A third consideration, which proves the separate condition of the Jews to the end of this dispensation, is that prophetic argument of the apostle Paul, in which he concludes, that “the receiving of the Jews again to God's favour, will be as life from the dead, to the Gentile world.” “The conversion of the Jews is here described as being much more eminently beneficial to the great collective body of the Gentiles, than was the conversion of those Gentiles, who in the apostolic age had embraced Christianity; that is to say, the Gentiles collectively are represented to be much more benefited by the yet future conversion of the Jews, than they were by that partial conversion of certain members only Jews."
of their own body, which has hitherto taken place. A great benefit, no doubt, was conferred
the Gentiles, even by a partial admission into the church: for St. Paul styles this benefit the riches of the Gentiles, and the reconciling of the world : but then he contends, that an infinitely greater benefit, a benefit which he celebrates as life from the dead, will be conferred upon them by the receiving of the
This could not be accomplished in any sense at all answering the magnitude of the expressions, or harmonising with the drift of the apostle's reasoning, if the Jews were in the mean time to be mixed among the Gentiles, divested of their national peculiarities, and gradually, or even miraculously, converted to the Christian faith, in common with, or subsequent to, the Gentile world. We maintain, therefore, the uninterrupted application of the language of Balaam, “Lo! the people shall dwell alone, and shall not be reckoned among the nations."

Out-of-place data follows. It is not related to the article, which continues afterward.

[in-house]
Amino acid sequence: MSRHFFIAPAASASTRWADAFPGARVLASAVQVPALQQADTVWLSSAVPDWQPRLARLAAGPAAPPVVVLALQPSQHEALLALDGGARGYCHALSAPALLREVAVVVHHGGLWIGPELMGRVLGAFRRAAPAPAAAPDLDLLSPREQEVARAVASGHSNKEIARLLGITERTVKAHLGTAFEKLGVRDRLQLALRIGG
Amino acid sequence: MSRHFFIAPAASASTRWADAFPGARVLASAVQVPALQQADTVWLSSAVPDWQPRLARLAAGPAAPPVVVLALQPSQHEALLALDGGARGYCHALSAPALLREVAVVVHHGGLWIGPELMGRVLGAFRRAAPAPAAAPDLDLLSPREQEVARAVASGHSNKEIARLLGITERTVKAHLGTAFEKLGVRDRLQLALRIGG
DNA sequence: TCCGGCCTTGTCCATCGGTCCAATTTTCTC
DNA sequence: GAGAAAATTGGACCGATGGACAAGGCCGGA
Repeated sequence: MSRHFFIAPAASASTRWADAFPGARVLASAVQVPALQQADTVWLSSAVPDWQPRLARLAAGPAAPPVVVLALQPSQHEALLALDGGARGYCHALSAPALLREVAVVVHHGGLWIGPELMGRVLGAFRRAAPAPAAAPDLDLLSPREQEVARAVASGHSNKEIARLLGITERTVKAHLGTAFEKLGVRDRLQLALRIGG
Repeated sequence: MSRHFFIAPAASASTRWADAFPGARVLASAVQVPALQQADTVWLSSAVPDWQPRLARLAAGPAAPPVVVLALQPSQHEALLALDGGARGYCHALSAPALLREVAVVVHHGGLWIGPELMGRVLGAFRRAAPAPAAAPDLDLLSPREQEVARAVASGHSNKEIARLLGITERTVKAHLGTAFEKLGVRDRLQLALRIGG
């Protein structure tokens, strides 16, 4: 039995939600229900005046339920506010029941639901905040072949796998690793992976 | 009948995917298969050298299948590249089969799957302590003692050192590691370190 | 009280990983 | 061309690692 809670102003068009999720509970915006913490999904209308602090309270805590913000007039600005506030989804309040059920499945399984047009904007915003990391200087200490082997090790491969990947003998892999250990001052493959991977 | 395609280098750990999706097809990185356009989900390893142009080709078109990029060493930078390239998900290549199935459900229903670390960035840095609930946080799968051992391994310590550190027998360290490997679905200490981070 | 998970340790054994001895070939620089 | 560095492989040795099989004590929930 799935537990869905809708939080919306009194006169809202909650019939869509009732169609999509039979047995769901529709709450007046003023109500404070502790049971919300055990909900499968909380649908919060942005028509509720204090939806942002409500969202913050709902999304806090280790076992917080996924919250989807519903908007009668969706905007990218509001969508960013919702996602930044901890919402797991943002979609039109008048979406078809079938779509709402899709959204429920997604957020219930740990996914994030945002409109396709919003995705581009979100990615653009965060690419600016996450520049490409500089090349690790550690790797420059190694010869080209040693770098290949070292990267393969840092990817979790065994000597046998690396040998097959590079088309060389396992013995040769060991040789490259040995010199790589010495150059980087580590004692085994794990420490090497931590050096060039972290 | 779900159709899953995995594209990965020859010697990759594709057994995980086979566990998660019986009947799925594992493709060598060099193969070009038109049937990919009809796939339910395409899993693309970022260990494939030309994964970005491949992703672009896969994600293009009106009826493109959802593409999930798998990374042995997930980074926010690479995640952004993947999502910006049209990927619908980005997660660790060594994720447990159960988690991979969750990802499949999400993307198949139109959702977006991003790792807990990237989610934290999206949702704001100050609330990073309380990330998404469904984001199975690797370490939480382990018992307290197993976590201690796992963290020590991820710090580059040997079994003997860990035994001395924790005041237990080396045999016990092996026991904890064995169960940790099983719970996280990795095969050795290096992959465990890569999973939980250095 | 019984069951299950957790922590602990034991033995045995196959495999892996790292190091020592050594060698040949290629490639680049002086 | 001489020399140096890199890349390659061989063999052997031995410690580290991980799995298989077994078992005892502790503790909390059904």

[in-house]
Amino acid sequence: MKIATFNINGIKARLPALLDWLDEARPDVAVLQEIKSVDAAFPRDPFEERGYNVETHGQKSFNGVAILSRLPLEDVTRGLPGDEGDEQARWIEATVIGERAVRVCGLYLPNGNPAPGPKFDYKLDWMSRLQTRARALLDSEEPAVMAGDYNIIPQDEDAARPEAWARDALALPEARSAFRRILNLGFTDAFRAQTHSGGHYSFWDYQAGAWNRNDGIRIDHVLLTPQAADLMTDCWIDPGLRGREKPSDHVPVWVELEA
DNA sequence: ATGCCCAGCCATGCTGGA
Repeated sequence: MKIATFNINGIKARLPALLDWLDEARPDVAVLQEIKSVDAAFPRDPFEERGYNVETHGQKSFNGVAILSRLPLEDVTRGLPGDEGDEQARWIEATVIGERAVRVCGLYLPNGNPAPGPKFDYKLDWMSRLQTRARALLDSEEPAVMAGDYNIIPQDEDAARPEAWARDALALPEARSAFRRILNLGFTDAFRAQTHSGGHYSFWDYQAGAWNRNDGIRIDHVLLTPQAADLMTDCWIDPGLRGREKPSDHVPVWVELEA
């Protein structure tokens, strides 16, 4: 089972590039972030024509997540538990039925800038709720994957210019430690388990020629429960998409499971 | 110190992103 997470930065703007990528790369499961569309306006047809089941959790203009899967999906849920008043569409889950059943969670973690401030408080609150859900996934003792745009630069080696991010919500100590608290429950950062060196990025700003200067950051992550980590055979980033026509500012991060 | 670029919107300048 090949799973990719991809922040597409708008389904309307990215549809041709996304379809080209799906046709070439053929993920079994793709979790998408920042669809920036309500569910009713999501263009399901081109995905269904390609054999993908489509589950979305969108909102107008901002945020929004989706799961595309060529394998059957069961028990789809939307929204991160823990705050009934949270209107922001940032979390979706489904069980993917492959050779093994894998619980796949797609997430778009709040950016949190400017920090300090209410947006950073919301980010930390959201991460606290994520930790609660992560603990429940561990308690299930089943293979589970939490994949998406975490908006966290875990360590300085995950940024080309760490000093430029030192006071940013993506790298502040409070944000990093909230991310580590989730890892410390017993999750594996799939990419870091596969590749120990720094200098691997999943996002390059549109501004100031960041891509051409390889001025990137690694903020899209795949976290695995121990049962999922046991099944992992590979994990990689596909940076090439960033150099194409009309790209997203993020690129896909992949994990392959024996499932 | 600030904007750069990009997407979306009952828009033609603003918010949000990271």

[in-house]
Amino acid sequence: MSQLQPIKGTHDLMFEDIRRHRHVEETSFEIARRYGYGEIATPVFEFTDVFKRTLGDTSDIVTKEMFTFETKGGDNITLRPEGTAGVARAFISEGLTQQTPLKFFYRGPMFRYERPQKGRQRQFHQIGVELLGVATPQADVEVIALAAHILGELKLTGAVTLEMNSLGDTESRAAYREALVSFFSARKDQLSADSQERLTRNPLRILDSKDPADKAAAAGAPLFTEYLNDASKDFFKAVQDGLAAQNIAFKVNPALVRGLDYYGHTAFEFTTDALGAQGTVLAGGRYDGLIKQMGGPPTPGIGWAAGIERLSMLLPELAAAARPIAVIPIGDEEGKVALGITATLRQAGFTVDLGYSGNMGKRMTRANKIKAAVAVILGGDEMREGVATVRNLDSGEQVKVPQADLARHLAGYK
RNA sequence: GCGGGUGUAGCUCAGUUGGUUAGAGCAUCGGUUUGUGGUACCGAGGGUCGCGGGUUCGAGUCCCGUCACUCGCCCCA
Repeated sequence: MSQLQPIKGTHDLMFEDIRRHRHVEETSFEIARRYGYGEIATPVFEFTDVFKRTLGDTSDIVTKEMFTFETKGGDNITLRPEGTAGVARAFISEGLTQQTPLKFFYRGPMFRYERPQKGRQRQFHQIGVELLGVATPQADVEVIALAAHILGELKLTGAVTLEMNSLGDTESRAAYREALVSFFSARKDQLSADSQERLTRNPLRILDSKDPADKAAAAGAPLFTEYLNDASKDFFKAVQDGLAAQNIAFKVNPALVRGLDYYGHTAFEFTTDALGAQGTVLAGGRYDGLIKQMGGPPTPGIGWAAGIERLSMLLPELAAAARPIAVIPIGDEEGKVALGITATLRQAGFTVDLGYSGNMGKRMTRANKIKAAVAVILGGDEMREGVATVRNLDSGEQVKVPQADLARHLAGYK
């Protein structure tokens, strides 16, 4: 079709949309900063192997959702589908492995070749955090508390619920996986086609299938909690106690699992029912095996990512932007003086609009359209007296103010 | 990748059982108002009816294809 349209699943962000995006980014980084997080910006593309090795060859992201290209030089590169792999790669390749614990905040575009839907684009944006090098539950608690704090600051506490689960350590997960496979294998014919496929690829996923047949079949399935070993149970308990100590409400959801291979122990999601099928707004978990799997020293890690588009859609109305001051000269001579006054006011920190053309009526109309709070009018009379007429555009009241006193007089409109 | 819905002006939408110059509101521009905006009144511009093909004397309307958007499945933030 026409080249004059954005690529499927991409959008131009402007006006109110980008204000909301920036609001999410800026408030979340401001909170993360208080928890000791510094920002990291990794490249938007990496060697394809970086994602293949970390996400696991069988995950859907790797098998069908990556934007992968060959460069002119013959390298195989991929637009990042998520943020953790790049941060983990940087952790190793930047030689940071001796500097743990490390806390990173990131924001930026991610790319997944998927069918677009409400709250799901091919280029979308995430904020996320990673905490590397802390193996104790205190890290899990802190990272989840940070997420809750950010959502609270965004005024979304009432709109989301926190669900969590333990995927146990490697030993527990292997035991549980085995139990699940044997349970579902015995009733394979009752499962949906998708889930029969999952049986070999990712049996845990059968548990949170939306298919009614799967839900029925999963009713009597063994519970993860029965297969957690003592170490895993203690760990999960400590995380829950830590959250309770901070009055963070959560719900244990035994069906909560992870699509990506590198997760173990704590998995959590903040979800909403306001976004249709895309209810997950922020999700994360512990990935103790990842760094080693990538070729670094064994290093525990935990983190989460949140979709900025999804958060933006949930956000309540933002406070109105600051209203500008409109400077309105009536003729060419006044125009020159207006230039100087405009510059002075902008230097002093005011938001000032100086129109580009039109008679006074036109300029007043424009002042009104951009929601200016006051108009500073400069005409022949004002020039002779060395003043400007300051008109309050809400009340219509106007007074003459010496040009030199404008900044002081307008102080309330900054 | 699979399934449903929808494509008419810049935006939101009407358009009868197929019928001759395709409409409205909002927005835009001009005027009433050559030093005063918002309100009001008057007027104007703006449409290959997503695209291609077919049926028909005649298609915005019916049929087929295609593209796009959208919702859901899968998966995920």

Seeing, therefore, upon the whole, that we have such proof, direct and indirect, of our general position; and such satisfactory answers to the objections urged against it, we settle into the persuasion which has been so eloquently and justly expressed, that as the Jews have been, so till the times of the Gentiles are fulfilled, they shall be, “ like those mountain streams, which are said to pass through lakes of another kind of water,